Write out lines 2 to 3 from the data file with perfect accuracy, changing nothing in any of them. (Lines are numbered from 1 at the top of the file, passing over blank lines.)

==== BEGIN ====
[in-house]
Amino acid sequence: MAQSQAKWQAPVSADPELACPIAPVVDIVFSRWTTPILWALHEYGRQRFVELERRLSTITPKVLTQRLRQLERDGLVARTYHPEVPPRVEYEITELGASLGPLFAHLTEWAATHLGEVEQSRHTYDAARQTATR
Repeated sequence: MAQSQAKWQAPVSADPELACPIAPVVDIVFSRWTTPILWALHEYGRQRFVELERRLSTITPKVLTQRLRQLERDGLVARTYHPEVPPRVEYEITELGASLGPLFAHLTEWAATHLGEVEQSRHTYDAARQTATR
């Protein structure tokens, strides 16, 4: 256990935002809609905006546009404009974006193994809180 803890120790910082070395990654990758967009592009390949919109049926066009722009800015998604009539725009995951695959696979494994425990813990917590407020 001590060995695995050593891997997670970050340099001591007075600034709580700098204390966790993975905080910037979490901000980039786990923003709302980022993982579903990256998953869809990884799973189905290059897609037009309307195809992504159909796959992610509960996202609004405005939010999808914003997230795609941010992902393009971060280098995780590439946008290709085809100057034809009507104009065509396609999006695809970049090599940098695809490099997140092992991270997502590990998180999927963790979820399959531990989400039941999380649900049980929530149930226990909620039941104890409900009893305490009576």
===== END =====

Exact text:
Amino acid sequence: MAQSQAKWQAPVSADPELACPIAPVVDIVFSRWTTPILWALHEYGRQRFVELERRLSTITPKVLTQRLRQLERDGLVARTYHPEVPPRVEYEITELGASLGPLFAHLTEWAATHLGEVEQSRHTYDAARQTATR
Repeated sequence: MAQSQAKWQAPVSADPELACPIAPVVDIVFSRWTTPILWALHEYGRQRFVELERRLSTITPKVLTQRLRQLERDGLVARTYHPEVPPRVEYEITELGASLGPLFAHLTEWAATHLGEVEQSRHTYDAARQTATR